In the spring of 2014, I checked off one of the final, most important tasks on my “to-do” list in becoming a successful adult- I graduated college. It was a very exciting time for me and for my parents who had worked really hard to provide me with all the resources to accomplish this much anticipated goal. Within weeks, I landed a job working in my field and was well on my way towards a steady career.
It wasn’t long before life became routine and comfortable and it terrified me. Was this it? I spent so many years fantasizing how life would play out in the “real world” and now that my dreams were in sync with reality, I was fatigued and unmoved. I spent so much time following direction, listening and preparing for adulthood and “success” by definition of others that I never gave myself the opportunity to figure out what it was that I really wanted. Though thankful for my abundance, I yearned for more. I wanted to experience life by my own definitions, gain meaning and depth and explore the boundaries of my unique being. It was time for me to call the shots. I was ready for a change.
Mindlessly scrolling the internet one day at work, I remembered a conversation with a girl I met on a recent spontaneous trip to Taiwan. She spoke to me about an organization called WWOOF, a work-trade program that connects volunteers to organic farmers around the world, she had been traveling for about half a year, farming in Australia, South East Asia and the States. Curious to learn more, I signed up and started contacting farms. I didn’t know anything about farming, but my excitement for something completely new outweighed all my doubts and fears. If I really wanted to step out of my comfort zone, I needed to act boldly. A few months later, with a couple of paychecks in my pocket, I quit my job and began my journey.
In August, I was at my first host farm pruning grape vines at an off-the-grid vineyard in the depths of Montezuma Canyon in Southern Utah. Days were long, but rewarding. There was something so undeniably satisfying about working the Earth with my hands. I was learning so much through conversation, through nature and through the newfound relationship I was developing with myself.
I spent the next few months on the road, completely guided by fate and intuition, making friends and farm hopping through the states, from Utah to Oregon. In the spring of 2015, I landed on a small family farm on Kauai, Hawaii. My initial two month stay, extended to three and with the blink of an eye, I’d spent nearly half the year tending to the lush, fertile soils of the Garden Island. I was totally in love. In love with the liberty I felt growing healthy food, in love with the deep connection I cultivated with the land and in love with the feeling of being “uncomfortable.” I was thousands of miles away from Florida yet somehow, I felt at home.
I returned to Florida at the end of the year to spend the holidays with my family and to announce that I’d be making a move back to Kauai, but this time, to set roots. I had a unique opportunity to tend to a small lot of land with my partner and put into play all I had learned about farming and working closely with the land. The idea was to live off the land, grow our own food and live as free and sustainable as possible. And, we did so. Within a few months, we turned a patch of overgrown buffalo grass into our magical dwelling space nestled between the mountains and the sea. We were growing, eating and sharing food from our very own garden.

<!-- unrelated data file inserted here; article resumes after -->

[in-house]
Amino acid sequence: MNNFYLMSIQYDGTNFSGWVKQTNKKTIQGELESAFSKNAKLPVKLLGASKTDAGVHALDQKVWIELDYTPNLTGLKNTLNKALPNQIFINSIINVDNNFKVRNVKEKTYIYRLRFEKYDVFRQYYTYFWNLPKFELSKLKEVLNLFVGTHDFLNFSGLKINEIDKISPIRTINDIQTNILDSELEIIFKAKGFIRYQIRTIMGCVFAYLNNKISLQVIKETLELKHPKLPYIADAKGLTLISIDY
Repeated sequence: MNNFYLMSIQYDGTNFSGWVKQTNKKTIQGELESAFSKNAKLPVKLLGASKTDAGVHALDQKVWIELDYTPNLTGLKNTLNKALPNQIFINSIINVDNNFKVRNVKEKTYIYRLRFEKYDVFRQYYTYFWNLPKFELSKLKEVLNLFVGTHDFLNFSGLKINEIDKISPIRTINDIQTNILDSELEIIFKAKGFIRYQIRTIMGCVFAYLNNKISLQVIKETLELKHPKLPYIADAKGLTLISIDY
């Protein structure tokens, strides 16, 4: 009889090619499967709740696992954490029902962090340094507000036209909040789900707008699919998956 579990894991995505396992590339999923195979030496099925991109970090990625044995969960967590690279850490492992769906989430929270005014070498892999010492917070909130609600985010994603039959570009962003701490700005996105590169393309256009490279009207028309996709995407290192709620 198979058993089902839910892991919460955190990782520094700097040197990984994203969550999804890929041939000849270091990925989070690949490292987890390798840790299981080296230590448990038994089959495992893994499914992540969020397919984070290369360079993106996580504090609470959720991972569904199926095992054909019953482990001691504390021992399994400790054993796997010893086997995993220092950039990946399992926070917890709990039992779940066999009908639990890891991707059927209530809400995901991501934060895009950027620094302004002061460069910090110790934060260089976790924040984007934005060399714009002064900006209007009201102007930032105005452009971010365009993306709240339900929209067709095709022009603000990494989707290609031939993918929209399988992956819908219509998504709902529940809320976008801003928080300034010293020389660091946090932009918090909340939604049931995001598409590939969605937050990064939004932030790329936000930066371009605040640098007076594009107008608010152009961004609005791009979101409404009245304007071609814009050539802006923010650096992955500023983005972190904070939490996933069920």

The more I gardened, the more obsessed I became with food. Food wasn’t just something I ate, it became a part of me. When I wasn’t in the garden, I was researching all there was to know about it. The more I studied, the more I learned about our disconnection from food, how industrialization had taken us away from knowing real food, how harmful modern day agriculture techniques were to our planet and the lack of awareness our society had with knowing where food came from. I couldn't believe how disconnected we’d become to something so imperative to our existence, the very thing that fuels us and gives us life. I was ignited and unequivocally inspired to bridge that gap. This was it. I found what I unknowingly had set out to seek just three years ago. Growing food became my passion and I was pulled to share it with the world.
So today, I enjoy my last few months on Kauai, preparing for my next journey, one that will bring me back home to South Florida, where I plan to develop a local food system within my community, where the people and the land can reunite and foster a relationship that was lost long ago.
If I could share one final thing it would be: when that guiding light of intuition shines, don’t back off, follow and explore it. Change is scary I’ll admit, but so is fear. Fear is only crippling. Begin by creating the intention of trusting your intuition, don’t ever ignore this aspect of yourself and I promise it will guide you to the happiest, most fulfilled side of you that you’ve ever met. Your soul knows, go on, live boldly.